In the end, both adverbial uses were rejected because they muddled ordinary adverbial uses. I want to be able to talk a lot, 'toki mute', without worrying about whether I am also talking about a lot athings or about magnitude or in many languages.

tp FAQ 3 Doesn't 'kepeken' need an 'e'?

That is, if you mean to introduce the reference to the tool being used. 'kepeken' is a preposition and the characteristic of those words is that they always take their object immediately after them, without an intervening 'e', as verbs require.

That being said, there is a dialect of tp which harks back to a few years ago and which is still around in older textbooks and those derived from them, in which 'kepeken' is a verb or a verb and preposition. So, in this dialect, when 'kepeken' occupies the verb slot (right after 'li', etc.) it is a verb and requires 'e'. If it comes at the end, it is a preposition and doesn't.

But prepositions can go into the verb slot and, once there, still don't need 'e'. And the community came to notice that there was little difference between saying “He uses a tool for some unmentioned activity” and “He does some unmentioned activity using a tool” and so stuck with the simpler, no 'e', version throughout

It should also be noted that prepositions, like all non-verbs, can be used as transitive verbs in a causative sense. In that case, the Direct Object must, as usual, be introduced by 'e'. So, “I use a tool” is 'mi kepeken ilo' but “I make him use a tool” is “mi kepeken ilo e ona'

(Speaking of which, why, with all the drive to trim down the number of words in official tp, does it still have both 'kepeken' and 'ilo'?)

Sunday, March 13, 2016

tp FAQ 2 How do I answer 'nimi sina li seme?'

Suppose you are (or plan to be) jan Wasi in the tp community.

Then the safe and adequate answer is 'mi jan Wasi'

But this doesn't seem to answer the question exactly, which calls for a word or expression that fits into the place of 'seme', but you have given a sentence of a different form. We will talk about the problems with this notion of answering questions later, but for now, look at some problems with attempts to meet that requirement,

'(nimi mi li) jan Wasi'. But 'jan Wasi' refers to you, so this literally says “My name is me”. It says that your name is a person and a person is a name, both absurd; names and people are different. Further, it says that 'jan' is part of your name, which it is not. Your name in tp is an adjective which requires to always have a noun to lean on when being used to refer to you and, for people, that noun is usually 'jan'. But your name is the supporting adjective, not the whole expression; that is just how we use the name to refer to you.

So, maybe a better answer is '(nimi mi li) Wasi', which is what pu recommends. But remember that the rule is that a proper adjective (name) has always to have a noun to lean on and there isn't one here, so this is ungrammatical apparently. The immediate rescue is to say that it leans on the 'nimi' subject of the sentence, but that isn't quite right either. Suppose we redundantly repeat that subject in the predicate: '(nimi mi li) nimi Wasi'. Remember that proper adjectives mean “called by this word”, so this means that my name – not me, necessarily – is named 'Wasi'. So, the interesting question now is, what is this name named 'Wasi'?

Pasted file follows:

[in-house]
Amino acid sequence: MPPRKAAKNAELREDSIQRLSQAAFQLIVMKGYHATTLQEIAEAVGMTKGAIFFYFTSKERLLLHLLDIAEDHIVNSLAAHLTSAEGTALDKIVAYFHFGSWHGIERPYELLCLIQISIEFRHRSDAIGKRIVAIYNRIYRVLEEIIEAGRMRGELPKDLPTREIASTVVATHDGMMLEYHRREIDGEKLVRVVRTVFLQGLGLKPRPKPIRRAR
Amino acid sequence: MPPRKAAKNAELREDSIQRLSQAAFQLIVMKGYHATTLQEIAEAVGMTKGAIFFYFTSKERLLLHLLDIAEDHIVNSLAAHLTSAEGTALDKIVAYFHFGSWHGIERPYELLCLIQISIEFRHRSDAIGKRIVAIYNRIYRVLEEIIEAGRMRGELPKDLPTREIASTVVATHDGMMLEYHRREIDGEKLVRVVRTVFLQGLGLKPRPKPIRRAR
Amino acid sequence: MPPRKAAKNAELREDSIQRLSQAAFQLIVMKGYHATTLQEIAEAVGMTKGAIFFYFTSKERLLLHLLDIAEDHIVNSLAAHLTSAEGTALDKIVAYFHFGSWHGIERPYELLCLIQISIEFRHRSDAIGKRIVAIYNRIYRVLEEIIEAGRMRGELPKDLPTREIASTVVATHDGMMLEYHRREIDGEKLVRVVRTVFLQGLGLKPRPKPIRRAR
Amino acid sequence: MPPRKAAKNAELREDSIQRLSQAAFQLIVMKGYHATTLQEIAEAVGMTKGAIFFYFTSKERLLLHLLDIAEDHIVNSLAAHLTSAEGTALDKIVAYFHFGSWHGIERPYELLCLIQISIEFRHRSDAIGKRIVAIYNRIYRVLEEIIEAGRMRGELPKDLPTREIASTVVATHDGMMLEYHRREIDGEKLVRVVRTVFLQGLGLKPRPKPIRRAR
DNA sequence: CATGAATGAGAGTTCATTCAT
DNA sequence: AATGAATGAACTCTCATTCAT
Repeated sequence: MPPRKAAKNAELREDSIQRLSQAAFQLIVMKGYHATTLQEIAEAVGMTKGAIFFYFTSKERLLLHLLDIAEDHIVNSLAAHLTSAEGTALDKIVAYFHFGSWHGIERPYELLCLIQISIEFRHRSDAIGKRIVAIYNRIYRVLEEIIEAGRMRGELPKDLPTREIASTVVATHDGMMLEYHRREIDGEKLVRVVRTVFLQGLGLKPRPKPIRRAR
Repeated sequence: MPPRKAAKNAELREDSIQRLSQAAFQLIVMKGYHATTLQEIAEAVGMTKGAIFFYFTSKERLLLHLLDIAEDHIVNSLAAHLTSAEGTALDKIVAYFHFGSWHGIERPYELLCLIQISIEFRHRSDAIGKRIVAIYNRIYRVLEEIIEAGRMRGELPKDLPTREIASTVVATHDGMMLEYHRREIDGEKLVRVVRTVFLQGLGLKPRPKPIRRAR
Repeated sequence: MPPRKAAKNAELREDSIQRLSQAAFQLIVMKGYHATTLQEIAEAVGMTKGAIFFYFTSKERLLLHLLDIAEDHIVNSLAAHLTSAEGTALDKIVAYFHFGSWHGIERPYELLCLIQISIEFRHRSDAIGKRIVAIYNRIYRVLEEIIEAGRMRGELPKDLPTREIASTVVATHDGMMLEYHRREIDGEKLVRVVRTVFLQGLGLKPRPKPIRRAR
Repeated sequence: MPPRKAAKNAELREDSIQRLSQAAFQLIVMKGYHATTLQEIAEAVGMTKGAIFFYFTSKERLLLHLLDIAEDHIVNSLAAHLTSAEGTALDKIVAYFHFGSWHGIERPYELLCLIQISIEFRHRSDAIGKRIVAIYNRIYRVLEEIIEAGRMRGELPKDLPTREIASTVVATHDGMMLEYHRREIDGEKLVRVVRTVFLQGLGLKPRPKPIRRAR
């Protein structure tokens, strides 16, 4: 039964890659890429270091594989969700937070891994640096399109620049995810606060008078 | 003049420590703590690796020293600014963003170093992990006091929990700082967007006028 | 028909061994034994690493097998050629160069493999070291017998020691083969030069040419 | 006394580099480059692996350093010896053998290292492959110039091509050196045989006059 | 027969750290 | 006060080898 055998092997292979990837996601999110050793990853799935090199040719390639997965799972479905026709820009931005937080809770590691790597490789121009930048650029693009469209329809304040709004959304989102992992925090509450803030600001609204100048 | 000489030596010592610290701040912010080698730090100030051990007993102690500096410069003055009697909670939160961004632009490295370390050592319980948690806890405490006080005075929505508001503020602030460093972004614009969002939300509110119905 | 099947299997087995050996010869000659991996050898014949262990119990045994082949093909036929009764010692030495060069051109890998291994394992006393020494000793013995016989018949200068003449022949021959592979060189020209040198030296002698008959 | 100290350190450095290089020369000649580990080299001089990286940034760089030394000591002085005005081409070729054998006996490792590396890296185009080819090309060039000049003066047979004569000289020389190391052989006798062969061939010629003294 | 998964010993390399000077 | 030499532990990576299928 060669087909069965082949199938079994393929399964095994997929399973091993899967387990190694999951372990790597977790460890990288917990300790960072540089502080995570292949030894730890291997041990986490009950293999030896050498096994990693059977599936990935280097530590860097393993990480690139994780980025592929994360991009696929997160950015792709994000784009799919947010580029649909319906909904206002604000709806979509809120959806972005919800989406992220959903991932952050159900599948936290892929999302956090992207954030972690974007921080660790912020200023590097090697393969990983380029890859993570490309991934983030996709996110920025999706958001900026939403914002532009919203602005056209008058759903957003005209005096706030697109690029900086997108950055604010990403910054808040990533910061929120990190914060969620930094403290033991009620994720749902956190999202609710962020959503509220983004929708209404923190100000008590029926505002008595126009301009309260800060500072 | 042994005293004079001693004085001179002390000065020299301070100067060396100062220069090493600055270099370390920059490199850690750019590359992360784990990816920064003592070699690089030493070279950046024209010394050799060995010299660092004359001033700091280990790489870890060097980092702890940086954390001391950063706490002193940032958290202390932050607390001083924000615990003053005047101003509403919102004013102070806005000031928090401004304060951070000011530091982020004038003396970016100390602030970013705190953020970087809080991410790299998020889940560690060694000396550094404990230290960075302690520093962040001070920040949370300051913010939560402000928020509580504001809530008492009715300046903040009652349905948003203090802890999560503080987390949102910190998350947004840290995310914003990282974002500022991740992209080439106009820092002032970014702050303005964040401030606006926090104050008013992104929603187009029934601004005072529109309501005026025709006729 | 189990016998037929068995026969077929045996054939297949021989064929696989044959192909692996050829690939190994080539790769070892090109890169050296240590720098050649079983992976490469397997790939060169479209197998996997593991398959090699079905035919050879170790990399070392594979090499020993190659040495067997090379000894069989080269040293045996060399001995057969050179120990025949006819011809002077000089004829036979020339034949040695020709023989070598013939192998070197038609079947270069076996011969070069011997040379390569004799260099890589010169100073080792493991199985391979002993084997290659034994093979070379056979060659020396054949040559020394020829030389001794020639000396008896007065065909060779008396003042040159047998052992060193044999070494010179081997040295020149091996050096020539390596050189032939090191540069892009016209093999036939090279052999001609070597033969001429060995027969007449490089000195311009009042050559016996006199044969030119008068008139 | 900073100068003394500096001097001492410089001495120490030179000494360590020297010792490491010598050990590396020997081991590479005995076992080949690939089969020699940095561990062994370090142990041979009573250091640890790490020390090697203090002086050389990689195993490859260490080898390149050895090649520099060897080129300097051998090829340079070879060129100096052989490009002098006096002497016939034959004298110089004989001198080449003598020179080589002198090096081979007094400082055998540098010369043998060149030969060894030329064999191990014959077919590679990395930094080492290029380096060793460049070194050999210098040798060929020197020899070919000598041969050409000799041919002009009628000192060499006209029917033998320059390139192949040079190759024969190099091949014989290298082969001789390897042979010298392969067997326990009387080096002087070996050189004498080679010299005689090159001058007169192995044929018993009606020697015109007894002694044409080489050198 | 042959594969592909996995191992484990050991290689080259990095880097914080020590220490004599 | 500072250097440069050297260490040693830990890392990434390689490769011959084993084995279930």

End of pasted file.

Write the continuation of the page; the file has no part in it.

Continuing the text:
Incidentally, if the adjective in 'nimi mi li Wasi' actually does modify the subject 'nimi mi' and so does not need a noun directly in front of it, why is the correct answer to 'sina seme?' and the like not just 'mi Wasi.', which would then be grammatical as a sentence and have the adjective modifying the right thing, for a change?  

We need to pause here a moment to think about the names of words. If we want to talk about something, we have to use a name for it (in some broad sense, but in the present case we can stick with the narrow one). We cannot use the thing itself to talk about it; my claim that my cat is cute does not start off with my cat in all her furry glory in the subject place of the sentence. Subjects are words and cats aren't. But names are. So we can put a name in the subject (or object, etc.) place in a sentence about that name and the grammar will be possible, even fine. But we usually end up saying something weird: “Bets is four letters long. Bets is my sister. So my sister is four letters long” Ahah! An ambiguity in the use of the word “Bets”, once as a name for a person and once as a name for that name. But this ambiguity is systemic and should be avoided systematically. Let us have – as we do – a standardized name for words. Let us enclose a word in quotes as a name for the word itself (there are other systematic possibilities, like spelling it out, but this is short and simple), as I have been doing throughout here. If we transfer this pattern to tp, our problems disappear.

But we have to remember that quotation names (and this covers cases of quotations of longer expressions) are names, thus adjectives, thus needing a noun to lean on, typically 'nimi'. So the right way to answer the question at the start, if you insist on, matching 'seme', is '(nimi mi li) nimi 'Wasi''. The other possible unobjectionable approach is '(nimi mi li) ni:' Wasi. Where what follows the colon is not another word in the sentence by a display of a name to which we now point with 'ni'.